Location: Contaminant Fate and Transport ResearchTitle: Release of quantum dot nanoparticles in porous media: Role of cation exchange and aging time) Author
Submitted to: Journal of Environmental Science and Technology
Publication Type: Peer Reviewed Journal
Publication Acceptance Date: 9/16/2013
Publication Date: 9/16/2013
Publication URL: http://www.ars.usda.gov/SP2UserFiles/Place/53102000/pdf_pubs/P2435.pdf
Citation: Torkzaban, S., Bradford, S.A., Wan, J., Tokunaga, T., Masoudih, A. 2013. Release of quantum dot nanoparticles in porous media: Role of cation exchange and aging time. Journal of Environmental Science and Technology. 47(20):11528-11536. Interpretive Summary: There is concern that engineered nanoparticles (NPs), such as quantum dots, will eventually be released into the environment and pose a risk to ecosystem health. The objective of this study was to investigate the influence of changes in solution chemistry on the release of a representative nanoparticle (quantum dots) deposited in sand to flowing water. NP release was found to be sensitive to the solution chemistry composition and ionic strength. In particular, release of quantum dots was enhanced when adsorbed calcium was replaced by sodium on the sand surface, and then the ionic strength was reduced. The release amount was also dependent on the time that the quantum dots were exposed to calcium ions. A mathematical model was successfully developed and used to describe the observed release behavior. This information will be of interest to scientists and engineers concerned with predicting the fate of other nanoparticles, include pathogenic viruses, in soils and groundwater.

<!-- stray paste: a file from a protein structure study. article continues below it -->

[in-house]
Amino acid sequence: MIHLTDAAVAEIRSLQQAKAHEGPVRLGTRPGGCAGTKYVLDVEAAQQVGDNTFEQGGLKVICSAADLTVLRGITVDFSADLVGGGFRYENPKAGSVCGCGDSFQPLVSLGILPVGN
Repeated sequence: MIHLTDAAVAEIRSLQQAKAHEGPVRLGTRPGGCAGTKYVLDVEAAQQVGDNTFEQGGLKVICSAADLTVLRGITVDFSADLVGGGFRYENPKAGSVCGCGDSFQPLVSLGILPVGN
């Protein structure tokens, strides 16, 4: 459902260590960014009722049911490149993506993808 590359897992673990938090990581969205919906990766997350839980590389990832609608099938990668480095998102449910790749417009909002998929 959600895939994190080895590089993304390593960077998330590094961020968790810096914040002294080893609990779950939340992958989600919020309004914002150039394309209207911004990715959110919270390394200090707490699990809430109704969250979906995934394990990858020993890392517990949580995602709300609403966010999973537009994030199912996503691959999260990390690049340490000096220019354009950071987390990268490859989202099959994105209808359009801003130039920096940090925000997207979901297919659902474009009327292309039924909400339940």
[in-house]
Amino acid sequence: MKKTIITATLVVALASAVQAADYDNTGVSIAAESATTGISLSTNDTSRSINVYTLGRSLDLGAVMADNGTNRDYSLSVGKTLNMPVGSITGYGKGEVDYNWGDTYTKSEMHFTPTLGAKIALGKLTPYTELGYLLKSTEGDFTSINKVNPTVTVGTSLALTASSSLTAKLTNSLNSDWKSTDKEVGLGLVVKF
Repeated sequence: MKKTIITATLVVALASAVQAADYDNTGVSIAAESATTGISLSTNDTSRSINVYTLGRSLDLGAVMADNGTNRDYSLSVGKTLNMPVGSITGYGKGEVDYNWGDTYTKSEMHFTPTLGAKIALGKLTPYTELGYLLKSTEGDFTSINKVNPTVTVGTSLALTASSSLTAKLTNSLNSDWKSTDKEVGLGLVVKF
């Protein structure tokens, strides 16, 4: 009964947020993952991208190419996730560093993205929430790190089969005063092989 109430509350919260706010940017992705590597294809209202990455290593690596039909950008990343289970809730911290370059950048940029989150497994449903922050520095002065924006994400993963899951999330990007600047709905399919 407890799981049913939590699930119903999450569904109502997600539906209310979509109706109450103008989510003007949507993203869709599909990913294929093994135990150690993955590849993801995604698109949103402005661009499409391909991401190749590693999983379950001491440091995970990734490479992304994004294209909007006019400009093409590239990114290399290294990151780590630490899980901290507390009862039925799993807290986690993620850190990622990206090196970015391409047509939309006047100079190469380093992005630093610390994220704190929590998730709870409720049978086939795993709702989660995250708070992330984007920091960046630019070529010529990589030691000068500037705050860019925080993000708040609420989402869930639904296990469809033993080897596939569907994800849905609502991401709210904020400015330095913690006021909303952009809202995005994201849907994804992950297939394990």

Technical Abstract: Understanding the fate and transport of engineered nanoparticles (ENPs) in subsurface environments is required for developing the best strategy for waste management and disposal of these materials. In this study, the deposition and release of quantum dot (QD) nanoparticles were studied in saturated sand columns. The QDs were first deposited in columns using 100 mM NaCl or 2 mM CaC12 solutions. Deposited QDs were then contacted with deionized (DI) water and/or varying Na+ concentrations to induce release. QDs deposited in 100 mM Na+ were easily reversible when the column was rinsed with DI water. Conversely, QDs deposited in the presence of Ca2+ exhibited resistance to release with DI water. However, significant release occurred when the columns were flushed with NaCl solutions. This release behavior was explained by cation exchange (Ca2+ in exchange sites were replaced by Na+) which resulted in the breakdown of calcium bridging. We also studied the effect of aging time on the QD release. As the aging time increased, smaller amounts of QDs were released following cation exchange. However, deposited QDs were subsequently released when the column was flushed with DI water. The release behavior was modeled using a single first-order kinetic release process and changes in the maximum solid phase concentration of deposited QDs with transition in solution chemistry. The results of this study demonstrate that the presence of carboxyl groups on ENPs and divalent ions in the solution plays a key role in controlling ENP mobility in the subsurface environment.